Sunday, May 25, 2008
I recall the day that my own conventional information technology career experienced its cardiac arrest. On Thursday, December 13, 2001, I received a message like the one shown above (simulated) through Netware from the company’s security department. I was talking to a client and solving a problem, and continued the conversation. I logged off as requested, and found I could not log on. I called the help desk. They said they would check. Then, at 9:10 my manager stood next to my cubicle and said, “Bill, we have a meeting.”
I was prepared. I had already figured out what severance was due, and I was correct to the penny. I could come back to my desk and stayed on the payroll formally through Dec. 31, but I never got access again. The same thing happened to thirteen other people that morning. When I got back to my desk, I got a call from the help desk saying that my account really was disabled.
We had been told by email Monday that we all had to be in the office that day for “an important announcement” about reorganization. That’s a tip off.
In fact, I had experienced difficulty logging on the evening before.
T.M. Shine has an amusing tale of his own layoff in The Washington Post Magazine today, on p 10, “Terminated: Desperately seeking Plan B”, link here.
The link "Dispatches from a Victim of the New American Reality" for his public discussion (with reader questions) at the Post will be here.
He was laid off while at lunch. He talks about people not being allowed to go back to their desks. His "Shine Time" Blogger site is here. He is getting a lot of comments (including mine.)
I’ve heard of other office tales. In one case, people said, “I want to go next.” The boss said, if you have another job, don’t quit first (so you get severance).
In a suburb of Minneapolis, Prudential had a mass layoff on Feb. 4, 1999 of its IT department, whose functions were to be taken over in Newark NJ. That sounds like a strange thing to do before Y2K. The tipoff was that when people came to work, even as early as 6 AM, nobody could log on. “We knew,” one staffer said. The announcement came about 9:30. Then they went out to Applebees.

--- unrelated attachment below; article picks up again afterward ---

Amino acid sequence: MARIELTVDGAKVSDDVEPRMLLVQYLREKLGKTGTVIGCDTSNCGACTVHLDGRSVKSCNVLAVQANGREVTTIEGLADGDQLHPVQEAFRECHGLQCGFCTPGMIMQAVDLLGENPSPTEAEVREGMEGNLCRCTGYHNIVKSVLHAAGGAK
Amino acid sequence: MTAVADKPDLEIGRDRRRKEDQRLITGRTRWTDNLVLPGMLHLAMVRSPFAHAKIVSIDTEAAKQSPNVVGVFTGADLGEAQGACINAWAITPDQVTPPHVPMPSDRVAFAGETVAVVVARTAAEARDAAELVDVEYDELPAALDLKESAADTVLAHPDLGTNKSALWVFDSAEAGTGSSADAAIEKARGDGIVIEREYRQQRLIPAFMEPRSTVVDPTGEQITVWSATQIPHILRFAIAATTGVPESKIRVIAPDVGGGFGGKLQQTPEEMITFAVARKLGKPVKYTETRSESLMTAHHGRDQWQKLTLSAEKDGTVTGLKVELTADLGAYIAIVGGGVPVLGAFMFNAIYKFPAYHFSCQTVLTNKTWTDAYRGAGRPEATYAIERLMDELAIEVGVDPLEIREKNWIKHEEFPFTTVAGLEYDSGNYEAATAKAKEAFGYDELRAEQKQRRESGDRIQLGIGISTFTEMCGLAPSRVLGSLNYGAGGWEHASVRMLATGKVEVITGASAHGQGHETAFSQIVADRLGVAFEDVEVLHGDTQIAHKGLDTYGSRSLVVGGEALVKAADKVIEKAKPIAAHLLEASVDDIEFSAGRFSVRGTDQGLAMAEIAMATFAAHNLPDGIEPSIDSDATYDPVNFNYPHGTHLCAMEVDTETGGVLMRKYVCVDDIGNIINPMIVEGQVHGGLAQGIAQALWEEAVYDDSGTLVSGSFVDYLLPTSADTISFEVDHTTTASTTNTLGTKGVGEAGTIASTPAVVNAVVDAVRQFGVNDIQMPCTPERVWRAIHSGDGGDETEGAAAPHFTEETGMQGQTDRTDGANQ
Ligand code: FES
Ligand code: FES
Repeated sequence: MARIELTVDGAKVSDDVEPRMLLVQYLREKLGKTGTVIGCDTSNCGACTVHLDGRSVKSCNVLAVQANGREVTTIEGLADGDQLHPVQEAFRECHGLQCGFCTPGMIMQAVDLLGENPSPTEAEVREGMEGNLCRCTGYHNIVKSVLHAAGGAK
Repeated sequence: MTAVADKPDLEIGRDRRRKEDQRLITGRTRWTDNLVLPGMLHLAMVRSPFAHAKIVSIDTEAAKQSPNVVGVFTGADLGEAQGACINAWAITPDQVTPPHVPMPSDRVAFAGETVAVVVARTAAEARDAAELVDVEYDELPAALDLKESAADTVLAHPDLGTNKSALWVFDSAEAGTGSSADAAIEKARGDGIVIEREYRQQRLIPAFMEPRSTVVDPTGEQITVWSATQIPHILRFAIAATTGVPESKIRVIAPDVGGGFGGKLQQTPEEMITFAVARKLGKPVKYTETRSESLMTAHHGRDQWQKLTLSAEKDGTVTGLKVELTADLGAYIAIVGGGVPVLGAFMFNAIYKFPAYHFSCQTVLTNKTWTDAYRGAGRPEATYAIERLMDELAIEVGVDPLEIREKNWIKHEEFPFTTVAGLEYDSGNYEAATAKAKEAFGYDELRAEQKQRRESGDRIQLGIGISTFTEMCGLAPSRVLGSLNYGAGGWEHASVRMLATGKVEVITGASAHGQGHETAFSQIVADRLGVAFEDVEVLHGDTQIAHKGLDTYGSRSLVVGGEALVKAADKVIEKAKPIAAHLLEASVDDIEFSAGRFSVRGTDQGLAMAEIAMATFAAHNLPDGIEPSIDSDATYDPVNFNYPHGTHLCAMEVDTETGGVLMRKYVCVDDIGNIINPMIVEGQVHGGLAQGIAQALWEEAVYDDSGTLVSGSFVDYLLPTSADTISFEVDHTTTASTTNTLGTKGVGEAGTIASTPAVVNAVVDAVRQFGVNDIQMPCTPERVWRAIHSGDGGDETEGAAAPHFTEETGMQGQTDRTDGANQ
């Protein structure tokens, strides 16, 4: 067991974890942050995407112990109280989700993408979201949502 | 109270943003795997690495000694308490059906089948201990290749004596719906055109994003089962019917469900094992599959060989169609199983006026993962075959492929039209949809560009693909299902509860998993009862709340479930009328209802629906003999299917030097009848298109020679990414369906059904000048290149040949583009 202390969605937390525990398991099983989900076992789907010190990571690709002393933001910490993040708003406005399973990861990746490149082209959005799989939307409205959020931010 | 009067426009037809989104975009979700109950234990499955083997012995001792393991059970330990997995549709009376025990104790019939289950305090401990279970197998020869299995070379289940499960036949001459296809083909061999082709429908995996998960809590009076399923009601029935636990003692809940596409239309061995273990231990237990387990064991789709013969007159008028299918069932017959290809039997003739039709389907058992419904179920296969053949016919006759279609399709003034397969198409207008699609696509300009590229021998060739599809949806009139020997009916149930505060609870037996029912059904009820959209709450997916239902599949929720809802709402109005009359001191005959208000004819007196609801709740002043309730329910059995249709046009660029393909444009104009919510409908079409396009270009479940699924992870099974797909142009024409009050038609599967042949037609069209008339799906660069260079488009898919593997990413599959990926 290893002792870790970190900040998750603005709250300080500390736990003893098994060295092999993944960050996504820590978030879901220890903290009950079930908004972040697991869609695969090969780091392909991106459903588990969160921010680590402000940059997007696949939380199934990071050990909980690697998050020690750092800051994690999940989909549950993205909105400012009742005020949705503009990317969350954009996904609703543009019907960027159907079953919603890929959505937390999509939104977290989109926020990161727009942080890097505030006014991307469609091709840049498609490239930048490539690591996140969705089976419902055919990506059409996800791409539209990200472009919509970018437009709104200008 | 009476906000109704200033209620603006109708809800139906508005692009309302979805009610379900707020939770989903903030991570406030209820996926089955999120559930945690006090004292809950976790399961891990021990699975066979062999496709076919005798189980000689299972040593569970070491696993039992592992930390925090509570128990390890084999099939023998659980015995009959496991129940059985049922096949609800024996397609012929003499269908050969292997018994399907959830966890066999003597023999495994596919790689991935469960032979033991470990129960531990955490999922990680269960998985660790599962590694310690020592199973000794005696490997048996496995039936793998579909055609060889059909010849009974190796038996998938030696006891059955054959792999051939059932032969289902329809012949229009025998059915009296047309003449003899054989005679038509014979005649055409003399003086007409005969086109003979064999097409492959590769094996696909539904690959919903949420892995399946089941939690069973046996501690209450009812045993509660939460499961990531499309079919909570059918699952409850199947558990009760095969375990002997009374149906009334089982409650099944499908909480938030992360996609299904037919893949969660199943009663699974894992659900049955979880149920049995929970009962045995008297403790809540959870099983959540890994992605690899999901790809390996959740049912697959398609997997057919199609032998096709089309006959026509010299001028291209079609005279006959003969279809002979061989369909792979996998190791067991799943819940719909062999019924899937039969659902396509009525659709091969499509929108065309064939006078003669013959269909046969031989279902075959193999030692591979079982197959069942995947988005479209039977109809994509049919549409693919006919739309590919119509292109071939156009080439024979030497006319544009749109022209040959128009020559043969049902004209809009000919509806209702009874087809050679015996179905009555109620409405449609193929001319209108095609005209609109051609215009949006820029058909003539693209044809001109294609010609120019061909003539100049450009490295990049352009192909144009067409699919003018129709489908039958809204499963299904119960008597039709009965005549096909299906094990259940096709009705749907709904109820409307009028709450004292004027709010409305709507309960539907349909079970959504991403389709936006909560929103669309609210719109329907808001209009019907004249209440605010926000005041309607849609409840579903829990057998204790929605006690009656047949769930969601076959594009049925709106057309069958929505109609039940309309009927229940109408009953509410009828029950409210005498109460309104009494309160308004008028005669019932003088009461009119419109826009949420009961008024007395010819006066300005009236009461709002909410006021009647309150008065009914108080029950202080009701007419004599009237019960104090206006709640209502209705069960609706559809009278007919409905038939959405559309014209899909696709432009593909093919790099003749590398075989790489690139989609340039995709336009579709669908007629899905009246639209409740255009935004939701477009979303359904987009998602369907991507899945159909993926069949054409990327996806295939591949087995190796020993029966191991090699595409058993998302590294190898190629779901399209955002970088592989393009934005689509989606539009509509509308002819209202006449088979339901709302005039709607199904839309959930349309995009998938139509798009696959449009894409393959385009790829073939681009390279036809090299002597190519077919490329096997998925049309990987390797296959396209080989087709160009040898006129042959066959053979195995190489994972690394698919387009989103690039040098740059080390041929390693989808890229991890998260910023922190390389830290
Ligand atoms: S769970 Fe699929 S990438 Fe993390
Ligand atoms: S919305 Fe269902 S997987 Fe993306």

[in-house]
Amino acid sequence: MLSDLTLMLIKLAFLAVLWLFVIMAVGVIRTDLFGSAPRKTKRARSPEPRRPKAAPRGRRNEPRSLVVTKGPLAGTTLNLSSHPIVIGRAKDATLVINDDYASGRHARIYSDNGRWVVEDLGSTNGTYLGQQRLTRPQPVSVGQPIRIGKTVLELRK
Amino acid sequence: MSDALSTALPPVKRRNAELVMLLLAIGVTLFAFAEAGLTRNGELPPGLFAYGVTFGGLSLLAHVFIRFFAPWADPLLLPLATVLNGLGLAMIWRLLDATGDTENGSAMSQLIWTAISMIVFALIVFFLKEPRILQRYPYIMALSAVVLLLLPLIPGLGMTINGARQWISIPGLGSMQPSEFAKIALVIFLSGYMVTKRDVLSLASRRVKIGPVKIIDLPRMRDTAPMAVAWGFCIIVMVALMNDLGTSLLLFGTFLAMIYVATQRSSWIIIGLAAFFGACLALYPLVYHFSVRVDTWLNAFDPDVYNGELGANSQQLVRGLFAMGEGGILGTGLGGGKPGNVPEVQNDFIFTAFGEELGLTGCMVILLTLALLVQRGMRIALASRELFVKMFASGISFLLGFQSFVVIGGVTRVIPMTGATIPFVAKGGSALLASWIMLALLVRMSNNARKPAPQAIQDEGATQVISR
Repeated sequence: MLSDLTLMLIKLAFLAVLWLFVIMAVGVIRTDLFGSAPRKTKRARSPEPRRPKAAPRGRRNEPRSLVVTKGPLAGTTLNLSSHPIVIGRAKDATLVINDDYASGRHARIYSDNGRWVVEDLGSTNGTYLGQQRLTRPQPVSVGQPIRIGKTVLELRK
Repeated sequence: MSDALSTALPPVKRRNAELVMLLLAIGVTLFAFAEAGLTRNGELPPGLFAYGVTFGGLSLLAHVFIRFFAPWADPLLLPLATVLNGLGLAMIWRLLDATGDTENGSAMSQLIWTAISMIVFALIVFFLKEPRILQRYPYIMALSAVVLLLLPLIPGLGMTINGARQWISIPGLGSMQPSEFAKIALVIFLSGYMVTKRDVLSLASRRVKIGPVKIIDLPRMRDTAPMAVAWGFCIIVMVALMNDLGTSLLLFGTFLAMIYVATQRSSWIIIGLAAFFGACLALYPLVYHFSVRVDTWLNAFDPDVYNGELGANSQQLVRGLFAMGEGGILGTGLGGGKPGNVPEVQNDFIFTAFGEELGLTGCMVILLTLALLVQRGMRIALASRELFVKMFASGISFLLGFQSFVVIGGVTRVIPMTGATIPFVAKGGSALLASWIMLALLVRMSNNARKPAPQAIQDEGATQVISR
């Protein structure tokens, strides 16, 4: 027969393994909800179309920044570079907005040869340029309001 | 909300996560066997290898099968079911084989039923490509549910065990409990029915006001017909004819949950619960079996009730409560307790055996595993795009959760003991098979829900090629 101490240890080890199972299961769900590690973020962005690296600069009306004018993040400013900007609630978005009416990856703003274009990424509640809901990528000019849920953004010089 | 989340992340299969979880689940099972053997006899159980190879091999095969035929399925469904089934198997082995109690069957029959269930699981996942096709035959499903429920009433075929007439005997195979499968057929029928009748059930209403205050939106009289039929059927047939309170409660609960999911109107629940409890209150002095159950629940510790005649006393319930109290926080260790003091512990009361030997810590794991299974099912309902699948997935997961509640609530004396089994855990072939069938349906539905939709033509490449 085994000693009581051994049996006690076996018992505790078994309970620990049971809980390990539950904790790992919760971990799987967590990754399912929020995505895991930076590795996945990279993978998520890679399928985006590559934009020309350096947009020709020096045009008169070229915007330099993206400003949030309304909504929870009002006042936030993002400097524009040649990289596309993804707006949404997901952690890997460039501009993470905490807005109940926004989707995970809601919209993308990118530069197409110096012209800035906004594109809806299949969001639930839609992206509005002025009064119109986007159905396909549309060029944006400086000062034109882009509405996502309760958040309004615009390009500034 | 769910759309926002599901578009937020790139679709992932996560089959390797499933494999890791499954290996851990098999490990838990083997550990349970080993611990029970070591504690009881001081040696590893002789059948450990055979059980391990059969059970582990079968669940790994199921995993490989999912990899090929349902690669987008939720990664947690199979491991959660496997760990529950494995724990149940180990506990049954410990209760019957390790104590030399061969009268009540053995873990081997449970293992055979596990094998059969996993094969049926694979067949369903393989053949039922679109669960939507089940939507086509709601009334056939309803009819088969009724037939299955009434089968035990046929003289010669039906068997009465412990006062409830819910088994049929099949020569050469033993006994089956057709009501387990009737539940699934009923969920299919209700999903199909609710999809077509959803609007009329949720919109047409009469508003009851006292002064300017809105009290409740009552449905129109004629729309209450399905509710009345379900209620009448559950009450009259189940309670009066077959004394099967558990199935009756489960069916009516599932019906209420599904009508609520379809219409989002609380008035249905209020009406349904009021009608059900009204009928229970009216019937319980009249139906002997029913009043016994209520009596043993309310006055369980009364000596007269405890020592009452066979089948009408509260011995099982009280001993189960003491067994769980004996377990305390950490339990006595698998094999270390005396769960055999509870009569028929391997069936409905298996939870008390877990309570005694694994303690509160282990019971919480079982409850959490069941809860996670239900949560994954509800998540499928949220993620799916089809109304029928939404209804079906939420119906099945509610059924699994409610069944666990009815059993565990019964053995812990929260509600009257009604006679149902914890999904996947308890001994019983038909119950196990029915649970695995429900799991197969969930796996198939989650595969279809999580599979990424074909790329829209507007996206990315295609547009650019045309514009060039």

The New York Times Business section has a featured story by Sarah Kershaw, “Wall Street Exodus: Fear, Panic and Anger”, link here. This time the layoffs seem to be quiet and stealthy. Many times the “extended” severance agreements include not only a “release of all claims” (an agreement not to sue) but also an agreement not to disparage the company publicly or sometimes disclose the severance. Sometimes non-compete agreements are still enforced by severance agreements.
Visitors may enjoy Heather Armstrong's account of her being "dooced" (fired because of a personal website) here. At least her accounts touch this subject tangentially.
“A certain scientist, Galileo’s contemporary, was no more stupid than Galileo. He knew that the earth revolves, but he had a family. And when he got into a carriage with his wife, after accomplishing his betrayal, he reckoned he was advancing his career, but in fact he’d wrecked it.” Yevtushenko, “A Career,” text for last movement of Shostakovich Symphony #13, London CD 17261.
Wednesday, May 21, 2008
Should employers of people who work from home audit the security of the home work arrangements of associates? I haven’t seen much written about it. But there are numerous observations that can be made.
One is that generally the safest environment exists if an employer’s VPN or other network is set up properly. However, some jobs, such as home agents for call centers, exist where people use their own cable or broadband service to connect to various applications, and might in some cases even have their own home WI-FI networks. Some insurance agents work this way. Furthermore, many people bring diskettes or laptops home to work with, and many homes are not as secure as offices or perhaps highrise condos or apartments. Or data may be transported in automobiles. There have been many instances of compromise of customer data based on the fact that employees generally cannot provide security on their own that is equivalent to what a large company or government or military agency can provide. Countering this observation is the expectation that someone who works from home is physically present at home more of the time, improving home and neighborhood security.
Some companies are, in fact, fussy about this. Some customer service employers don’t allow associates to work on home computers that also contain personal applications or data. Some may not want to work with associates who have other personal or business activities that could attract hacks. Almost every company requires a hardwired land connection (broadband cable and backup second phone land), because of the belief that wireless is not as stable or secure. In the future, this will probably change. Subscription hotspot services from major companies are more secure than the free services in hotels or internet cafes, and business should be connected on secure connections with encryption anyway. I did address some of these concerns on this blog in August 2007.